October was Breast Cancer Awareness Month and I welcomed two outstanding experts to the WCCO studios for the live broadcast of Healthy Matters. We focused on the common screening test – the mammogram – and tried to answer your questions about this well-known but still sorta mysterious test that women (and a few men) get all the time.
To help me, I turned to repeat radio guest and my friend Dr. Tony Severt. He is the Assistant Chief of Radiology at HCMC (the mother-ship where I work) and is a expert in women’s imaging, including mammograms and other breast imaging (like ultrasound and MRI).
As an aside, there is a bit of wisdom that some doctors heed . . . that it is always good for us non-radiologists to have a “go-to” radiologist to help us when we need advice on the best imaging to order or how to interpret the imaging that we have. Dr. Severt is my “go-to” guy! He’s smart, really understands the patient perspective, and he is kind and willing to help. So I dragged him down to the studio last Sunday morning.
But Dr. Severt is not the one who actually performs the mammogram. That job goes to mammogram technologists who are highly skilled, patient-focused, and dedicated professionals. These women (yes, the mammogram techs are all women as it should be) are supervised at HCMC by Leah Hahn. Leah joined us in the studio to give the first-hand perspective of one who knows her stuff about mammograms. For more about mammograms, click the HCMC radiology page here. And for an advance look at Minnesota’s newest and finest breast care center, scroll to the bottom of this post!
As always, the best way to catch up on a past show is by listening to the podcast. Click this logo to reach the main podcast page, then select Healthy Matters show #460, October 29, 2017.
The problem, as usual with a live radio broadcast, is that we never get to all the questions that people call and text in to us. So the rest of this post is simply a Q&A. I’m using the text questions that listeners sent and have asked Dr. Severt and Leah to give their responses. Here they are . . . Continue reading “Get your mammogram questions answered here!”→
Now we’re planning a cool and interactive way to keep the conversation going: a Twitter chat! What’s that, you say? Good question!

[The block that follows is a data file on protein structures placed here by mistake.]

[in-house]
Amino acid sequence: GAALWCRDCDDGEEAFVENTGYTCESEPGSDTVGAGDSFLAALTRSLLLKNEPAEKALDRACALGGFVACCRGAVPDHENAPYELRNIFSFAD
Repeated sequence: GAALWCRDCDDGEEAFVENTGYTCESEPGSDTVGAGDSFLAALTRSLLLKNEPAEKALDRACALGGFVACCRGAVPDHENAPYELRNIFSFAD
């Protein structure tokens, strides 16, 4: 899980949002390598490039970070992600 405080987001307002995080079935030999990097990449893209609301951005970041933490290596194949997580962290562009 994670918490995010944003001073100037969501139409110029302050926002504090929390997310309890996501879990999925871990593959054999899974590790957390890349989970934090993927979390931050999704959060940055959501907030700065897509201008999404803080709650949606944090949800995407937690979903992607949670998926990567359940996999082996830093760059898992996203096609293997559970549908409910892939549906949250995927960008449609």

The Twitter chat will feature Dr. Tony Severt (the radiologist who was on the radio broadcast) answering your questions via Twitter, LIVE on October 27 from Noon – 1:00 p.m. To participate, simply share your breast cancer or mammography story, ask a question, or raise a comment using the hashtag #yesMAMM and using my Twitter handle: @drdavidhilden. Then sit back and watch the conversation, hear Dr. Severt’s answers, and learn a bit more about breast cancer detection.
Pass the word on to your friends: October 27, Noon – 1:00 p.m.
I wrote this post about 4 or 5 times. The first draft found me in the weeds of details and statistics. In the second draft I sounded too preachy. My third attempt covered every aspect of breast cancer from risk factors to diagnosis to treatment and was waaaaaaay too long. I just couldn’t seem to get it right.
Then I realized that breast cancer is a multi-headed beast. It has technical clinical aspects. It has emotional overtones. It has a definite gender angle that I, as a man, really cannot fathom. It has controversy. It is scary.
It is just too much to cover in one blog post, ergo, my troubles in writing about it. So I’ve decided to talk about a single aspect of breast cancer – that being the role of mammography in screening.
I know people with breast cancer. I bet you do as well.
Do you know anyone who has been diagnosed with breast cancer? I’m guessing you do. Perhaps someone you love died of breast cancer. Perhaps you know someone living with breast cancer. Perhaps you or someone in your life was recently diagnosed. Perhaps you are a survivor yourself.
I know so many people in my life (not just my doctor life, I mean my real life) who have or have had or did have breast cancer. It is really sobering. Really close friends. Several women from my church congregation. Relatives. My own mother-in-law. Wonderful strong women all of them.
The point is that breast cancer is a relatively common disease that affects nearly 1 in 8 women in their lifetime. The other point is that breast cancer takes a variety of forms and affects women (and men) with many different faces from every community. And another point is that breast cancer is treatable.
This Sunday on Healthy Matters (my weekly health and wellness radio show) we talked about breast cancer screening with the major focus on mammography as the single most effective screening method available. In this post I will cover:
Expert advice from last Sunday’s radio broadcast featuring radiologist and mammography expert Dr. Tony Severt.
Some solid information about breast cancer screening – the guidelines for mammography, including the newest 2016 guidelines
A look at the controversy around mammography guidelines.
Thanks for joining me. Let’s learn something together . . .